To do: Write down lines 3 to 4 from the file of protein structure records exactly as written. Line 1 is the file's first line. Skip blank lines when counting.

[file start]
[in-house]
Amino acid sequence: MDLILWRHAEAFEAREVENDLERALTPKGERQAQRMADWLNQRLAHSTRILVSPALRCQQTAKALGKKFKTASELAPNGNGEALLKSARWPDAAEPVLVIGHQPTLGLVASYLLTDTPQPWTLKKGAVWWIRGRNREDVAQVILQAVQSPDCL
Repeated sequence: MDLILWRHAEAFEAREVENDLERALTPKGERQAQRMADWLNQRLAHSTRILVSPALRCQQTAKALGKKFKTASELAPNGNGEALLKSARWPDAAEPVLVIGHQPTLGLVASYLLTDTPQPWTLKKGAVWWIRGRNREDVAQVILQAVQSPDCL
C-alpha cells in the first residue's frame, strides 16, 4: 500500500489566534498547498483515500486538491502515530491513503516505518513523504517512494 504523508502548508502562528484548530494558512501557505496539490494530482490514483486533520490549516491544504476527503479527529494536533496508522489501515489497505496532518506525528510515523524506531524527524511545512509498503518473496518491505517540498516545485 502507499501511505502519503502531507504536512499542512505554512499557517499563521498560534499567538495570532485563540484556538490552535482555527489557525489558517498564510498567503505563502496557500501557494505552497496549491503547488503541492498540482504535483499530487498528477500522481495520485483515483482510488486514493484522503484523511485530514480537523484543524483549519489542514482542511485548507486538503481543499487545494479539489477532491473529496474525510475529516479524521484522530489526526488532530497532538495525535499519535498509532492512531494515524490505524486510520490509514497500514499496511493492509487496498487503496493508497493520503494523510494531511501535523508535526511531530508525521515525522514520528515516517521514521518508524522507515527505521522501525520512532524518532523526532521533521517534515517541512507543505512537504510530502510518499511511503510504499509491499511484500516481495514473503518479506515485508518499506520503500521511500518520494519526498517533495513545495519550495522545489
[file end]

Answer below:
Repeated sequence: MDLILWRHAEAFEAREVENDLERALTPKGERQAQRMADWLNQRLAHSTRILVSPALRCQQTAKALGKKFKTASELAPNGNGEALLKSARWPDAAEPVLVIGHQPTLGLVASYLLTDTPQPWTLKKGAVWWIRGRNREDVAQVILQAVQSPDCL
C-alpha cells in the first residue's frame, strides 16, 4: 500500500489566534498547498483515500486538491502515530491513503516505518513523504517512494 504523508502548508502562528484548530494558512501557505496539490494530482490514483486533520490549516491544504476527503479527529494536533496508522489501515489497505496532518506525528510515523524506531524527524511545512509498503518473496518491505517540498516545485 502507499501511505502519503502531507504536512499542512505554512499557517499563521498560534499567538495570532485563540484556538490552535482555527489557525489558517498564510498567503505563502496557500501557494505552497496549491503547488503541492498540482504535483499530487498528477500522481495520485483515483482510488486514493484522503484523511485530514480537523484543524483549519489542514482542511485548507486538503481543499487545494479539489477532491473529496474525510475529516479524521484522530489526526488532530497532538495525535499519535498509532492512531494515524490505524486510520490509514497500514499496511493492509487496498487503496493508497493520503494523510494531511501535523508535526511531530508525521515525522514520528515516517521514521518508524522507515527505521522501525520512532524518532523526532521533521517534515517541512507543505512537504510530502510518499511511503510504499509491499511484500516481495514473503518479506515485508518499506520503500521511500518520494519526498517533495513545495519550495522545489